Post-Freeze Viability of Erythrocytes from D. chrysoscelis
Loren Vanessa Geiss
Cope’s gray treefrog, Dryophytes chrysoscelis, is a freeze tolerant frog that survives the freezing of extracellular fluids during winter. Throughout the fall months the frogs are exposed to a gradual decrease in temperature, becoming cold-acclimated. Cold-acclimated treefrogs have elevated plasma levels of glycerol and urea, solutes that function as cryoprotectants by reducing the intra- and extracellular flux of water during freezing and thawing. To minimize cell damage, glycerol and urea need to be taken up by erythrocytes through a transmembrane protein, aquaglyceroporin HC-3. It is hypothesized that erythrocytes frozen in solution containing glycerol/urea would have greater post-freeze (PF) viability than cells frozen without glycerol or urea. It is further hypothesized that cells frozen with naturally accumulating, and HC-3 permeating, solutes (glycerol and urea) would have enhanced PF viability compared to cells frozen with solutes that do not accumulate during cold acclimation (glucose, NaCl, sorbitol). In this study, erythrocytes were obtained from warm-acclimated (22°C) or cold-acclimated (4°C) frogs. Cells were suspended in phosphate buffered saline (PBS) ± solute and incubated for 30 minutes at -8°C. Percent hemolysis was calculated as the amount of hemoglobin leaked from erythrocytes over the total amount hemoglobin in the erythrocyte sample. PF viability was 2.6-fold greater in cells from cold-acclimated frogs compared to cells from warm-acclimated frogs. Cells from warm- and cold-acclimated frogs enhanced PF viability when frozen in PBS containing urea (2.8-fold, p<0.005 and 0.6-fold, p<0.001, respectively). PF viability of cells frozen in PBS containing glycerol improved when cells were from cold-acclimated frogs (0.6-fold, p<0.005). Although results support the involvement of glycerol and urea in the cryoprotection of D. chrysoscelis, enhanced viability of cells from cold-acclimated frogs, compared to cells from warm-acclimated frogs, suggest that changes other than glycerol and urea accumulation are involved in the freeze tolerance of D. chrysoscelis.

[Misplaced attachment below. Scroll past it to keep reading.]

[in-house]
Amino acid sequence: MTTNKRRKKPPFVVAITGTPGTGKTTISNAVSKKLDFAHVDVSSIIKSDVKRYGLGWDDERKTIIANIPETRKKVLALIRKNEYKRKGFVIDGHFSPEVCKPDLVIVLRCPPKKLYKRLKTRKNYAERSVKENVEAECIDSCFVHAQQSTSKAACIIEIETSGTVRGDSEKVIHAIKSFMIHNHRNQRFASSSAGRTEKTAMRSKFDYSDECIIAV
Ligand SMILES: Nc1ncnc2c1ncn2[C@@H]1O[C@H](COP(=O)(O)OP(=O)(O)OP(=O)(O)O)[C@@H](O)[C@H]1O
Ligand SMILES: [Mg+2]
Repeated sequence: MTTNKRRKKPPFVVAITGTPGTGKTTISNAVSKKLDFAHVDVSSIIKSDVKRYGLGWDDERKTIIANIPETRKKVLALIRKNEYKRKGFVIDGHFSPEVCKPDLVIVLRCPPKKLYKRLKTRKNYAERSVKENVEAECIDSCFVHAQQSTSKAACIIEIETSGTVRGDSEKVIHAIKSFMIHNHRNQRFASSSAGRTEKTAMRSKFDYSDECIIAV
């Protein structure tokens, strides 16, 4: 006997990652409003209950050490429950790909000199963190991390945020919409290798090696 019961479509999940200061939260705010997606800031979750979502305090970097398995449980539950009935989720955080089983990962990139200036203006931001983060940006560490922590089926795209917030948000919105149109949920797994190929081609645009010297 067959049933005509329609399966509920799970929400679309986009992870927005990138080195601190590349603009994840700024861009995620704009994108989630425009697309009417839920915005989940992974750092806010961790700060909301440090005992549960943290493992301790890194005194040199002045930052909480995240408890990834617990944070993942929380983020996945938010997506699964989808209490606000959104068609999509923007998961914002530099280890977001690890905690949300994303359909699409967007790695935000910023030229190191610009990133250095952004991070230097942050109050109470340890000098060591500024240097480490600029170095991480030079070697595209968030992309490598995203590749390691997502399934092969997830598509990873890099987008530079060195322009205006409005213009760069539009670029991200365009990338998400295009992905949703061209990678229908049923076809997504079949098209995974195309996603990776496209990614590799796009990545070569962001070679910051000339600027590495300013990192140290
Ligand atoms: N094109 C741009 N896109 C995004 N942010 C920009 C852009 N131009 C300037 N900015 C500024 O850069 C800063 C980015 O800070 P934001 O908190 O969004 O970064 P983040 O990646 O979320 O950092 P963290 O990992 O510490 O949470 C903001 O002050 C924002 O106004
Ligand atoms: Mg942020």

Carissa M. Krane
Primary Advisor's Department
Stander Symposium project
"Post-Freeze Viability of Erythrocytes from D. chrysoscelis" (2018). Stander Symposium Projects. 1317.